I was frankly surprised to see this small dinghy cruiser at the Sailboat Show. This 12' (3.6 m) mini-dinghy cruiser designed by John Welsford has become the darling of home-builders looking for a small outside, but big inside, simple rig, able-sailing project. This community of boat builders, an alternative universe in the sailing world, revolve around the DIY wood designs of Phil Bolger, Jim Michalak, Ian Oughtred, John Welsford, Francois Vivier and others, And this alternative universe seldom intrudes on the plastic commercial world which predominates at the large boat shows. But, in 2015, there she was, a plastic Scamp, built by Gig Harbor Boatworks north of Seattle Washington.
There is no doubt this is a clever design. It has a transom bow that tapers rapidly toward the waterline, the actual sections at the bow waterline are V-ish. There is an offset centerboard under the starboard seat. This makes for an unobstructed floor, perfect to lay out a sleeping bag. The Scamp is high sided though the designer has given her a pleasant sheer to make this a jaunty looking dinghy. There is 70 kg of water ballast to dampen down what could be a very lively motion in wind and waves.
The summer of 2014, I was sitting on the back lawn at my friend Bill M's house, just off South River, when I spotted a small sailing dinghy making her way smartly against a building sea breeze. To settle our speculation about what kind of boat we were watching, Bill promptly went to get his binoculars. Through the binoculars I could tell it was a Scamp (a very distinctive profile with her balanced lug rig) and the skipper was doing a fine job getting her upwind. He poked his nose just into the Chesapeake Bay and then turned downwind to rock and roll back into South River. As a spectator, I was mightily impressed at the Scamp's sailing performance (initially being somewhat of a skeptic when the Scamp first came out). One quibble was the Scamp looked somewhat tender going offwind, rolling back and forth - not atypical for a cat-rigged boat, or maybe the skipper had dumped the water ballast for a quicker ride back home.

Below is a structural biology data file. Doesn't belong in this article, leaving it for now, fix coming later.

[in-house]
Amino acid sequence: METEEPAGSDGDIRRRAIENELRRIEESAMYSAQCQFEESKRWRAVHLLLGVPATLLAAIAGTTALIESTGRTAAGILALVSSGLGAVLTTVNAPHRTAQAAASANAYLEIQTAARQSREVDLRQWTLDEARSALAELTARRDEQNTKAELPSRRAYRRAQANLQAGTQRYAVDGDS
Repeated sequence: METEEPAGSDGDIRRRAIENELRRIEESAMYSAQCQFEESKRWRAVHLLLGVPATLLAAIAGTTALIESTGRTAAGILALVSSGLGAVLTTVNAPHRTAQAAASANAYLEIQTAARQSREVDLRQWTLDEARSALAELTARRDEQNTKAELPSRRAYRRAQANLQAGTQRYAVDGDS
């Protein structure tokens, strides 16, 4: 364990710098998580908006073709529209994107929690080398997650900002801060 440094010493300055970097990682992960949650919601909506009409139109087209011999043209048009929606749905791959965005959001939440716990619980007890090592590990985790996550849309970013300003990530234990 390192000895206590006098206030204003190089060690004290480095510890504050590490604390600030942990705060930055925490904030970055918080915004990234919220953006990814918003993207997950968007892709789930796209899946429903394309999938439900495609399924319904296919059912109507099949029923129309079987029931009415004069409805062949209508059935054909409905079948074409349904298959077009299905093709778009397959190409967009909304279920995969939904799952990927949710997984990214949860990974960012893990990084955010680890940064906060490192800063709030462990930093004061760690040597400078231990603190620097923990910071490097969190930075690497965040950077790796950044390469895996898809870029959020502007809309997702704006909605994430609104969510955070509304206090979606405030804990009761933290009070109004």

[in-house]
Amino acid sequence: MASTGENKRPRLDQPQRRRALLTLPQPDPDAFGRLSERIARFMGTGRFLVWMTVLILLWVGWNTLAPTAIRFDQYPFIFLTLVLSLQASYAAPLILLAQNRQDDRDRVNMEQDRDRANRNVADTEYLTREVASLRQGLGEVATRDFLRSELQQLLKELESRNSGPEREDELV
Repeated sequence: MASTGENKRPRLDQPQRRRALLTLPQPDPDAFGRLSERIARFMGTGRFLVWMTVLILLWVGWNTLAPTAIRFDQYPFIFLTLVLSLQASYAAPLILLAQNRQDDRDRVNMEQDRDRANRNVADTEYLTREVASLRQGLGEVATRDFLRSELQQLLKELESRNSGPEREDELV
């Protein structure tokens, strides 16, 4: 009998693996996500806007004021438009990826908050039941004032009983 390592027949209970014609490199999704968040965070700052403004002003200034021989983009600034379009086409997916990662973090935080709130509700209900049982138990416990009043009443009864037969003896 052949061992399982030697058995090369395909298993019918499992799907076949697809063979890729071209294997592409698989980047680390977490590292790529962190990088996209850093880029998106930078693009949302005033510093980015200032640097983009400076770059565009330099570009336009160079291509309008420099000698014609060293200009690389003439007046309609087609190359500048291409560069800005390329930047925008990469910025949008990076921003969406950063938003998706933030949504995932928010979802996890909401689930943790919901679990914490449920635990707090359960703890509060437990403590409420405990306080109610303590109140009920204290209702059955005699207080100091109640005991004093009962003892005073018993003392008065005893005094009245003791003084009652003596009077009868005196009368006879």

Two photos of the Gig Harbor Boatworks Scamp from the Annapolis Sailboat Show. Plenty of room in this 12-footer! If I remember correctly the rep said they were building about 30 a year. Base price is $13,000 USD.
The cabin is just a cuddy cabin, enough to shelter from the weather. Plenty of storage under the seats and up forward.
Wooden Scamps being built from CNC kits. This photo gives a good idea of how the kit pieces fit together. You can see in the lower Scamp the centerboard trunk incorporated into the starboard seat tank.
A Gig Harbor Boats promotional video.
Also, over on my blog list is this duo building a 17' Devlin designed daysailor-cruiser.